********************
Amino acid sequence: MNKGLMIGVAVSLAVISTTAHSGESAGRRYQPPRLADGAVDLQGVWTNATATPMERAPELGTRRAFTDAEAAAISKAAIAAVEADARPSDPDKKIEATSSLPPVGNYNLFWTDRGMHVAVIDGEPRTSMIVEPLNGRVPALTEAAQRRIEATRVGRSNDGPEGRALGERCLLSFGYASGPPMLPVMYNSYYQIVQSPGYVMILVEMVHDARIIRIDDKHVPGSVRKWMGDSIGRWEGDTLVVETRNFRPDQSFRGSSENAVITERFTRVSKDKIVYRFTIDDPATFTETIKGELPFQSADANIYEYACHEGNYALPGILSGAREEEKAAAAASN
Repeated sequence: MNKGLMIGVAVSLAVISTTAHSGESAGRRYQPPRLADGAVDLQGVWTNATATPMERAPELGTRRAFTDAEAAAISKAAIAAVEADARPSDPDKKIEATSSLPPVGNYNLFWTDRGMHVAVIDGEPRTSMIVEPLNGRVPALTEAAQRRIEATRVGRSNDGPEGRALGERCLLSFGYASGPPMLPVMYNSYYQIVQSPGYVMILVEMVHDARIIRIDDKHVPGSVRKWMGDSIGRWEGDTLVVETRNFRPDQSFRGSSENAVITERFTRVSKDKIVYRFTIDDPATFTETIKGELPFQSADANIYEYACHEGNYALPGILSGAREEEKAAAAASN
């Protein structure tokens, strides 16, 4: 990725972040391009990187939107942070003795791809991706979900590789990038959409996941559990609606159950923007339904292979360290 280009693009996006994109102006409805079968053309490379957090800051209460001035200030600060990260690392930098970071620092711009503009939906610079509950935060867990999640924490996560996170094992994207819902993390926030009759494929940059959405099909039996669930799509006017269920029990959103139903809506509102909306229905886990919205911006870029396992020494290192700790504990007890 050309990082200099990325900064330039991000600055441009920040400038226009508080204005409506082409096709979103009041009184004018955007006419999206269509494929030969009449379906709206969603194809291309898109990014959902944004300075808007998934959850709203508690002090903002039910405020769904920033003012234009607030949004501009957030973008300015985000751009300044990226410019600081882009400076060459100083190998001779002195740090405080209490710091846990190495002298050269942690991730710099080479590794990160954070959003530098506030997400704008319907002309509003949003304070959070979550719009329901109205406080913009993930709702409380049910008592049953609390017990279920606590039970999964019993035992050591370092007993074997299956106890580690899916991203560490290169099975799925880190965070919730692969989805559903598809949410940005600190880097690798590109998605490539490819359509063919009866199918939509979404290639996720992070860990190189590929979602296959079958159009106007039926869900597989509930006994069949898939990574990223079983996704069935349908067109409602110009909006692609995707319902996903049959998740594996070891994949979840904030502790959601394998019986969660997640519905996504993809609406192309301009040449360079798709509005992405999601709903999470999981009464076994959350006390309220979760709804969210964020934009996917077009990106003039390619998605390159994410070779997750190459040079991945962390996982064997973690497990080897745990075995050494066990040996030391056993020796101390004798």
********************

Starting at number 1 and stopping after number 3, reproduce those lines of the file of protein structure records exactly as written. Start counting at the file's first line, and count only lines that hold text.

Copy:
Amino acid sequence: MNKGLMIGVAVSLAVISTTAHSGESAGRRYQPPRLADGAVDLQGVWTNATATPMERAPELGTRRAFTDAEAAAISKAAIAAVEADARPSDPDKKIEATSSLPPVGNYNLFWTDRGMHVAVIDGEPRTSMIVEPLNGRVPALTEAAQRRIEATRVGRSNDGPEGRALGERCLLSFGYASGPPMLPVMYNSYYQIVQSPGYVMILVEMVHDARIIRIDDKHVPGSVRKWMGDSIGRWEGDTLVVETRNFRPDQSFRGSSENAVITERFTRVSKDKIVYRFTIDDPATFTETIKGELPFQSADANIYEYACHEGNYALPGILSGAREEEKAAAAASN
Repeated sequence: MNKGLMIGVAVSLAVISTTAHSGESAGRRYQPPRLADGAVDLQGVWTNATATPMERAPELGTRRAFTDAEAAAISKAAIAAVEADARPSDPDKKIEATSSLPPVGNYNLFWTDRGMHVAVIDGEPRTSMIVEPLNGRVPALTEAAQRRIEATRVGRSNDGPEGRALGERCLLSFGYASGPPMLPVMYNSYYQIVQSPGYVMILVEMVHDARIIRIDDKHVPGSVRKWMGDSIGRWEGDTLVVETRNFRPDQSFRGSSENAVITERFTRVSKDKIVYRFTIDDPATFTETIKGELPFQSADANIYEYACHEGNYALPGILSGAREEEKAAAAASN
């Protein structure tokens, strides 16, 4: 990725972040391009990187939107942070003795791809991706979900590789990038959409996941559990609606159950923007339904292979360290 280009693009996006994109102006409805079968053309490379957090800051209460001035200030600060990260690392930098970071620092711009503009939906610079509950935060867990999640924490996560996170094992994207819902993390926030009759494929940059959405099909039996669930799509006017269920029990959103139903809506509102909306229905886990919205911006870029396992020494290192700790504990007890 050309990082200099990325900064330039991000600055441009920040400038226009508080204005409506082409096709979103009041009184004018955007006419999206269509494929030969009449379906709206969603194809291309898109990014959902944004300075808007998934959850709203508690002090903002039910405020769904920033003012234009607030949004501009957030973008300015985000751009300044990226410019600081882009400076060459100083190998001779002195740090405080209490710091846990190495002298050269942690991730710099080479590794990160954070959003530098506030997400704008319907002309509003949003304070959070979550719009329901109205406080913009993930709702409380049910008592049953609390017990279920606590039970999964019993035992050591370092007993074997299956106890580690899916991203560490290169099975799925880190965070919730692969989805559903598809949410940005600190880097690798590109998605490539490819359509063919009866199918939509979404290639996720992070860990190189590929979602296959079958159009106007039926869900597989509930006994069949898939990574990223079983996704069935349908067109409602110009909006692609995707319902996903049959998740594996070891994949979840904030502790959601394998019986969660997640519905996504993809609406192309301009040449360079798709509005992405999601709903999470999981009464076994959350006390309220979760709804969210964020934009996917077009990106003039390619998605390159994410070779997750190459040079991945962390996982064997973690497990080897745990075995050494066990040996030391056993020796101390004798």